To define the natural history of patients with isolated metabolic syndrome (MS).Patients and Methods:
Metabolic syndrome is associated with increased risk of cardiovascular mortality. Patients with isolated MS are a subset of patients with MS who do not meet the diagnostic criteria of hypertension (HTN) and diabetes mellitus (DM). Data were collected prospectively on a population-based random sample of 1042 Olmsted County, Minnesota, residents aged 45 years or older who underwent clinical evaluation, medical record abstraction, and echocardiography (visit 1: January 1,1997, to December 31, 2000). The cohort was subdivided into healthy controls, those with isolated MS, and those with MS with HTN and/or DM groups. After 4 years, patients returned for visit 2 (September 1, 2001, to December 30, 2004). After visit 2, we have a median of 8.3 years of follow-up.Results:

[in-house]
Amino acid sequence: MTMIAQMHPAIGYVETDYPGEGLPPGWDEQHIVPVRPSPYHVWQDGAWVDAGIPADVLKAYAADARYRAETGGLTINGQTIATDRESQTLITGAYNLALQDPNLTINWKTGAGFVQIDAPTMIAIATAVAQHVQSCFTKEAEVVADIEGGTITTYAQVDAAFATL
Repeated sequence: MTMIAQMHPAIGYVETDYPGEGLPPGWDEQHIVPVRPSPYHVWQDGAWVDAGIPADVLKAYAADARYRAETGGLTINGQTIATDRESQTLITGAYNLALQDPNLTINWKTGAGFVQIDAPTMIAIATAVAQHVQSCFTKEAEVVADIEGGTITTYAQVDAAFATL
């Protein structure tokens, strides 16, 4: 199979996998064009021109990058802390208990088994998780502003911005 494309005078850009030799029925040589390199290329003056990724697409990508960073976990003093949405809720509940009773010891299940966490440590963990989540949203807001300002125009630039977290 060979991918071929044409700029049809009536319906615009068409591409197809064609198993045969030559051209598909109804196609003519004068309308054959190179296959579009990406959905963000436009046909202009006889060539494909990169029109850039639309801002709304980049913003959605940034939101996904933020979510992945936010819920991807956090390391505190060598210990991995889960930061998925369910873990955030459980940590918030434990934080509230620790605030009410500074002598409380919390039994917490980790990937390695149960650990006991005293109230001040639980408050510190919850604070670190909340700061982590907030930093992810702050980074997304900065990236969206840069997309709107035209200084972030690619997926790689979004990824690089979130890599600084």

There was a higher incidence of HTN, DM, and obesity in the isolated MS group at visit 2 (P<.001) than in healthy controls. Patients with isolated MS did not have significantly higher rates of cardiovascular mortality (hazard ratio [HR], 0.85; 95% CI, 0.23–3.13; P=.80) or development of heart failure (HR, 1.29; 95% CI, 0.58–2.73; P=.53) compared with healthy controls over 8 years of follow-up after visit 2. However, patients with MS with HTN and/or DM had higher rates of cardiovascular mortality (HR, 2.40; 95% CI, 1.00–5.83; P=.02) and heart failure (HR, 2.24; 95% CI, 1.16–4.32; P=.02) compared with healthy controls over 8 years of follow-up after visit 2.Conclusion:
Isolated MS was associated with increased risk for the development of HTN, DM, and obesity, but not increased mortality or heart failure over an 8-year period compared with healthy controls. Future studies should determine whether aggressive management of risk factors in isolated MS will prevent progression to MS.